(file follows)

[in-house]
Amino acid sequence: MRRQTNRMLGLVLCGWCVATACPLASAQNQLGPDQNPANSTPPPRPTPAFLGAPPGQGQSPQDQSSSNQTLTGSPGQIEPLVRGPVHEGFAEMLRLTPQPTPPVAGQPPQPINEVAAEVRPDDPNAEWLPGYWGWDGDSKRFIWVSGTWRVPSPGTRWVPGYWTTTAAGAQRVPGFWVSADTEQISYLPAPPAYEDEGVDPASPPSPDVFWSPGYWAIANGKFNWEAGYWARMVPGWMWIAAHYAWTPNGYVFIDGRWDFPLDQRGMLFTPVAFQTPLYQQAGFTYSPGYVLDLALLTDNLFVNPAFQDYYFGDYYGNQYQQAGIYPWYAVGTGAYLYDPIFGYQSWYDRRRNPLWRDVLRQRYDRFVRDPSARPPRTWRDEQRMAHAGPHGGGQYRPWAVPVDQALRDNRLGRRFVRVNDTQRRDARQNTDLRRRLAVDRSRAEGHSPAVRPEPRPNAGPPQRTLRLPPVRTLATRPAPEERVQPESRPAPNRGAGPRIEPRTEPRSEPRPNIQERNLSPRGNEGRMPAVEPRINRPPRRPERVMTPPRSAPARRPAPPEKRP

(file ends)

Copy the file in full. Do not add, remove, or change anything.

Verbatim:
[in-house]
Amino acid sequence: MRRQTNRMLGLVLCGWCVATACPLASAQNQLGPDQNPANSTPPPRPTPAFLGAPPGQGQSPQDQSSSNQTLTGSPGQIEPLVRGPVHEGFAEMLRLTPQPTPPVAGQPPQPINEVAAEVRPDDPNAEWLPGYWGWDGDSKRFIWVSGTWRVPSPGTRWVPGYWTTTAAGAQRVPGFWVSADTEQISYLPAPPAYEDEGVDPASPPSPDVFWSPGYWAIANGKFNWEAGYWARMVPGWMWIAAHYAWTPNGYVFIDGRWDFPLDQRGMLFTPVAFQTPLYQQAGFTYSPGYVLDLALLTDNLFVNPAFQDYYFGDYYGNQYQQAGIYPWYAVGTGAYLYDPIFGYQSWYDRRRNPLWRDVLRQRYDRFVRDPSARPPRTWRDEQRMAHAGPHGGGQYRPWAVPVDQALRDNRLGRRFVRVNDTQRRDARQNTDLRRRLAVDRSRAEGHSPAVRPEPRPNAGPPQRTLRLPPVRTLATRPAPEERVQPESRPAPNRGAGPRIEPRTEPRSEPRPNIQERNLSPRGNEGRMPAVEPRINRPPRRPERVMTPPRSAPARRPAPPEKRP